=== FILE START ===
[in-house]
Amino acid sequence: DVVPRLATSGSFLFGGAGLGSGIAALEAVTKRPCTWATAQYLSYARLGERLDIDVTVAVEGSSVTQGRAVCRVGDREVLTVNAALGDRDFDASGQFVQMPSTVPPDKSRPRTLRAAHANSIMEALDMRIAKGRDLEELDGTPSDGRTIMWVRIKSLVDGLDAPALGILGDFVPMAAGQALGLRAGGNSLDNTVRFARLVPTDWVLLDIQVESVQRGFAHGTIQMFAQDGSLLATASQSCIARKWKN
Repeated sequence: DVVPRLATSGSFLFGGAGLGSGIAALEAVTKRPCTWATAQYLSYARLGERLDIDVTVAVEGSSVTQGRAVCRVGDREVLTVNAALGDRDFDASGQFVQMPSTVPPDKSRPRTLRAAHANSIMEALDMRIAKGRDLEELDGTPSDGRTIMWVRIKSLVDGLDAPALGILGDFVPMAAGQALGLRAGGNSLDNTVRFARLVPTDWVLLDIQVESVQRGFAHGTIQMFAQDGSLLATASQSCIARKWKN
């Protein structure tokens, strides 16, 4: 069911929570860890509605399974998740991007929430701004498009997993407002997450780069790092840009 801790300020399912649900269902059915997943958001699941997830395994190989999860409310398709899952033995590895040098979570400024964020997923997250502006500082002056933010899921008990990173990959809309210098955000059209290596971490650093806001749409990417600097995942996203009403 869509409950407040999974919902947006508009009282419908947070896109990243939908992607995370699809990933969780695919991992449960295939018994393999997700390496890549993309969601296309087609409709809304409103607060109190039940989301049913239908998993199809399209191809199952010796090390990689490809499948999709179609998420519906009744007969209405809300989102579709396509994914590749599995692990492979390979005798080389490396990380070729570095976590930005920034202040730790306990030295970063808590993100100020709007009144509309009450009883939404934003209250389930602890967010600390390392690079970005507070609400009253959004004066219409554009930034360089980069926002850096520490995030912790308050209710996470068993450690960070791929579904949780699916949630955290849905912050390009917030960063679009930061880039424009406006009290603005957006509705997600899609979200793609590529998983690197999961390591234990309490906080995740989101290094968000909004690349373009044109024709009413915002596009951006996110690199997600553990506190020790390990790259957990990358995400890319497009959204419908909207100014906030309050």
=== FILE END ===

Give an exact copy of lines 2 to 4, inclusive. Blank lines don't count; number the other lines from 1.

Amino acid sequence: DVVPRLATSGSFLFGGAGLGSGIAALEAVTKRPCTWATAQYLSYARLGERLDIDVTVAVEGSSVTQGRAVCRVGDREVLTVNAALGDRDFDASGQFVQMPSTVPPDKSRPRTLRAAHANSIMEALDMRIAKGRDLEELDGTPSDGRTIMWVRIKSLVDGLDAPALGILGDFVPMAAGQALGLRAGGNSLDNTVRFARLVPTDWVLLDIQVESVQRGFAHGTIQMFAQDGSLLATASQSCIARKWKN
Repeated sequence: DVVPRLATSGSFLFGGAGLGSGIAALEAVTKRPCTWATAQYLSYARLGERLDIDVTVAVEGSSVTQGRAVCRVGDREVLTVNAALGDRDFDASGQFVQMPSTVPPDKSRPRTLRAAHANSIMEALDMRIAKGRDLEELDGTPSDGRTIMWVRIKSLVDGLDAPALGILGDFVPMAAGQALGLRAGGNSLDNTVRFARLVPTDWVLLDIQVESVQRGFAHGTIQMFAQDGSLLATASQSCIARKWKN
């Protein structure tokens, strides 16, 4: 069911929570860890509605399974998740991007929430701004498009997993407002997450780069790092840009 801790300020399912649900269902059915997943958001699941997830395994190989999860409310398709899952033995590895040098979570400024964020997923997250502006500082002056933010899921008990990173990959809309210098955000059209290596971490650093806001749409990417600097995942996203009403 869509409950407040999974919902947006508009009282419908947070896109990243939908992607995370699809990933969780695919991992449960295939018994393999997700390496890549993309969601296309087609409709809304409103607060109190039940989301049913239908998993199809399209191809199952010796090390990689490809499948999709179609998420519906009744007969209405809300989102579709396509994914590749599995692990492979390979005798080389490396990380070729570095976590930005920034202040730790306990030295970063808590993100100020709007009144509309009450009883939404934003209250389930602890967010600390390392690079970005507070609400009253959004004066219409554009930034360089980069926002850096520490995030912790308050209710996470068993450690960070791929579904949780699916949630955290849905912050390009917030960063679009930061880039424009406006009290603005957006509705997600899609979200793609590529998983690197999961390591234990309490906080995740989101290094968000909004690349373009044109024709009413915002596009951006996110690199997600553990506190020790390990790259957990990358995400890319497009959204419908909207100014906030309050």